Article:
New Jersey, 1998

Back in 1998, John and I went to visit a couple of our best friends - Jean and Jill. They live in New Jersey, and we usually refer to them affectionately as "Jean and Jill from Jersey". The alliteration is just irresistable!

The point of the visit was to visit Six Flags Great America in New Jersey. They were "introducing" a roller-coaster which had actually been open for a year already - "Batman and Robin - The Chiller" - it had twin parallel tracks, so it seemed to the management that an ideal promotion would be a Twins Days at Six Flags, to promote their Twin-Track roller coaster.

The coaster was rough, BRUTAL even, but John and I jumped at the opportunity to:

  1. Spend a few days with our friends
  2. Take a cool trip
  3. Spend a day at Six Flags for free. A free day at the park, with free lunch and free parking! All we had to do was get our butts from Minnesota to New Jersey. Wow, did we scan the budget-basement-bargain bins for the inexpensive travel opportunities! Ultimately, we drove from the Twin Cities, MN to Chicago, then flew to Newark.

While visiting, we stayed at Jean's place and at one point we dragged them from idyllic Lake Hopatcong into the rucus of New York City (John was dying to show it to me -- Jean and Jill were dying to stay away but gamely strung along to show us how the hell to get there!).

Here are some pictures from our little visit:


First off, here is the view from Jill's front yard.On the morning we drove over from Jean's house to pick up Jill. It was a cool, foggy, May morning, and we were tired and cold. Upon arrival at Jill's place, there was no action from her place. John and Jean went in to rouse her, and for some reason I hung out at the car waiting. After a long time went by, I decided to entertain myself with taking pictures. Looking off her dock, I got a couple of nice photos - one which I scanned, and one which I can't find right now. Here's one of 'em, anyways.
Foggy Lake
Aerial shot of "The Chiller"
Here is the object of our trip. Two different tracks - one red, one blue. The blue track shoots out from the domed building in the middle, goes straight up, straight down, and through a corkscrew before ending up 150 feet or so up in the air at the right-hand edge of the screen. The RED track does something similar, but rougher.
Here's a closeup of the left-hand end of the photo above. The red track clearly does some funky stuff as it comes out of the station. The cars in the photo are headed from right to left, as they finish the loop and will soon start shooting up the hill to the right. They're moving at about 70mph right now, and the passengers are not too comfortable (the biggest failing of the ride).
Train flying through the red "Robin" track
Top of the "Top Hat" maneuver
This is a closeup of the so-called "Top Hat" move which the blue track (called "Batman") takes after exiting the station. You hit a basically vertical track, shoot straight up and over the top, then straight down before heading up the hills to the right. This is MUCH more comfortable and cool than the red ("Robin") track. Click on the photo for a closer view!
The cars in this photo are in about the same position as the ones two photos above. You can see the fins sticking out from the side of the car - these are used for the electro-magnetic launch and braking. Do these passengers look comfortable? It's a way-cool ride, but I couldn't recommend it for more than a couple rides a day. Call me a wimp, I don't care!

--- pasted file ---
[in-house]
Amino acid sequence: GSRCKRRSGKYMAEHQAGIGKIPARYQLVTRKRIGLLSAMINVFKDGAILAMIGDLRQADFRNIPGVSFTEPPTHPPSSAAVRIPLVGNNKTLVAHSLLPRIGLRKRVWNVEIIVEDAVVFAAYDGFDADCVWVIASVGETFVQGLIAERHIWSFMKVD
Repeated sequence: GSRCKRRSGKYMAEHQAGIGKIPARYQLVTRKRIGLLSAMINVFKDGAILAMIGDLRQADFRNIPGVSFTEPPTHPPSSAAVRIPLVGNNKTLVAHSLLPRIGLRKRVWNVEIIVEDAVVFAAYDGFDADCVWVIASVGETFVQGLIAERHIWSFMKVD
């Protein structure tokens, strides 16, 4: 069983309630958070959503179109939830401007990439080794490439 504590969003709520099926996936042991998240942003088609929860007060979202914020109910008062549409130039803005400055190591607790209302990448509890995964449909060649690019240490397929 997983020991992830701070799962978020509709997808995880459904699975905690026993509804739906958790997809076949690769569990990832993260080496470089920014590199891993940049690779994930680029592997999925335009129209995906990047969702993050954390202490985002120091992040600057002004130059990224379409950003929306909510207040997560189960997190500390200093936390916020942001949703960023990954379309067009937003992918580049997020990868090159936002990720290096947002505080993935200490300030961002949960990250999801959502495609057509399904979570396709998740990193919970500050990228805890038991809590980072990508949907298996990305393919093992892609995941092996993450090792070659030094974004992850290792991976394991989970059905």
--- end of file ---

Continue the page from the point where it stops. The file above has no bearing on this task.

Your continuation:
Are these people having fun?
John and Charles in their "Think" shirts
For the day in the park, Jean found the coolest shirts in the world. Jean, Jill, John and I wore 'em. On the front, they stated simply: "Think". That's me on the right, John on the left.
On the back of the shirts, they say "Think Again". So, we'd be walking through Six Flags, and some yokel would call out: "Think? Now what should I do?" and all we'd have to do was turn around and show 'em our backs. Cute, eh?
Think?  Think again!
The four of us atop the Empire State Building
So, after a day in the park, we were exhausted. We took a night to recoup our strength before John and I DRAGGED the two of them out to the train station to make our way to NYC. Naturally, for all their disdain of the city, neither of them had ever made a trip to the Empire State Building. So here was their excuse. We paid their way up and that helped. Here are the four of us enjoying a nice sunny May day on the observation deck of the Empire State Building. Geez Louise, the lighting is bad! I THINK this is me, Jill, Jean, and John. I might have Jean and Jill mixed up in this one -- they'll kill me!
Later, as we're heading up the elevator to the TOP floor of the ESB, we start making small-talk: "Gee, I wonder what's on all of these floors BETWEEN the top and the observation deck?". The elevator operator responds, while hitting the control lever: "You wanna see?". There were only six of us in the elevator: John, Jean, Jill, Me, the operator, and a tourist who clearly wished we hadn't asked the question. He stopped the rig in mid-floor and opened the door. There was a metal grid walkway, which you could see through for many floors up and down, and some wire-reinforced glass on the outside walls, with colored lights installed nearby. We walked around for a while, looking around and thinking: "Here's someplace that not every tourist gets to see!". After a few minutes (the other guy inn the elevator never even got out) we took a picture to document our visit. I hope the elevator guy doesn't get in trouble!
Inside the ESB